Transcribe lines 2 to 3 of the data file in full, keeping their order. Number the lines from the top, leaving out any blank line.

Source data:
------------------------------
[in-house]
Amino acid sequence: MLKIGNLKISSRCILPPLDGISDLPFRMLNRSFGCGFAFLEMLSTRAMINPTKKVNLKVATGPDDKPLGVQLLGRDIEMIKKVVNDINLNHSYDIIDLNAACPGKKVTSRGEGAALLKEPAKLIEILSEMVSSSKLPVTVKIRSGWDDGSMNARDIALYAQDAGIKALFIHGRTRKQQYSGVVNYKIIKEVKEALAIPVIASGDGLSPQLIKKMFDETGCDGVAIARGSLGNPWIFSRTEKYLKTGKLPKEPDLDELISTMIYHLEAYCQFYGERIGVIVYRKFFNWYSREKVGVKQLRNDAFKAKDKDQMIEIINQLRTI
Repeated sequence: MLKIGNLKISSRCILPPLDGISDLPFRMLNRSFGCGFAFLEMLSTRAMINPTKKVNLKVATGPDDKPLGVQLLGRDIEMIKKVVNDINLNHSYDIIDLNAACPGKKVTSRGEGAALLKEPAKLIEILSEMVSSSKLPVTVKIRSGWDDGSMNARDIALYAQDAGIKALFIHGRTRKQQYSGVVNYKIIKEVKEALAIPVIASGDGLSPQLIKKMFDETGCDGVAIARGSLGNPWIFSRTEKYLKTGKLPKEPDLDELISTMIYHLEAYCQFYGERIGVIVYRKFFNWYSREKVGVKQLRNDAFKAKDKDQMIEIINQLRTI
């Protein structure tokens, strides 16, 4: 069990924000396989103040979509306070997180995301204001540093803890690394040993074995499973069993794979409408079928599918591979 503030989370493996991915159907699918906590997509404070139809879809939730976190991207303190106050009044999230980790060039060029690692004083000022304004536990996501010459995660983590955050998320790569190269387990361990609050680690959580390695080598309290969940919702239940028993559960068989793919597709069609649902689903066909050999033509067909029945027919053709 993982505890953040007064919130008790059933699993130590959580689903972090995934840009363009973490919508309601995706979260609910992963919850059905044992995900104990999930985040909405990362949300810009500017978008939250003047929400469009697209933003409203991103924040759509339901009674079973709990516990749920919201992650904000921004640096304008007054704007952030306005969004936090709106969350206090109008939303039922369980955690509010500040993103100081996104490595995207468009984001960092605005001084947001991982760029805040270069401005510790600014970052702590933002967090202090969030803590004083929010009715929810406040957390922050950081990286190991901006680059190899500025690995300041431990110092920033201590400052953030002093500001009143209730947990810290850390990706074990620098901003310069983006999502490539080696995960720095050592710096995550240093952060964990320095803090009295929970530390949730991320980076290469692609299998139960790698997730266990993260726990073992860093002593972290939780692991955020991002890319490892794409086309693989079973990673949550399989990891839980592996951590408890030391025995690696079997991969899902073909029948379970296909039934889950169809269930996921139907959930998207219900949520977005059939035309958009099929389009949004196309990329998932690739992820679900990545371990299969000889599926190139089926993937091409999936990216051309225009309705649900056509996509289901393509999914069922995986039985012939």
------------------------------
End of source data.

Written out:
Amino acid sequence: MLKIGNLKISSRCILPPLDGISDLPFRMLNRSFGCGFAFLEMLSTRAMINPTKKVNLKVATGPDDKPLGVQLLGRDIEMIKKVVNDINLNHSYDIIDLNAACPGKKVTSRGEGAALLKEPAKLIEILSEMVSSSKLPVTVKIRSGWDDGSMNARDIALYAQDAGIKALFIHGRTRKQQYSGVVNYKIIKEVKEALAIPVIASGDGLSPQLIKKMFDETGCDGVAIARGSLGNPWIFSRTEKYLKTGKLPKEPDLDELISTMIYHLEAYCQFYGERIGVIVYRKFFNWYSREKVGVKQLRNDAFKAKDKDQMIEIINQLRTI
Repeated sequence: MLKIGNLKISSRCILPPLDGISDLPFRMLNRSFGCGFAFLEMLSTRAMINPTKKVNLKVATGPDDKPLGVQLLGRDIEMIKKVVNDINLNHSYDIIDLNAACPGKKVTSRGEGAALLKEPAKLIEILSEMVSSSKLPVTVKIRSGWDDGSMNARDIALYAQDAGIKALFIHGRTRKQQYSGVVNYKIIKEVKEALAIPVIASGDGLSPQLIKKMFDETGCDGVAIARGSLGNPWIFSRTEKYLKTGKLPKEPDLDELISTMIYHLEAYCQFYGERIGVIVYRKFFNWYSREKVGVKQLRNDAFKAKDKDQMIEIINQLRTI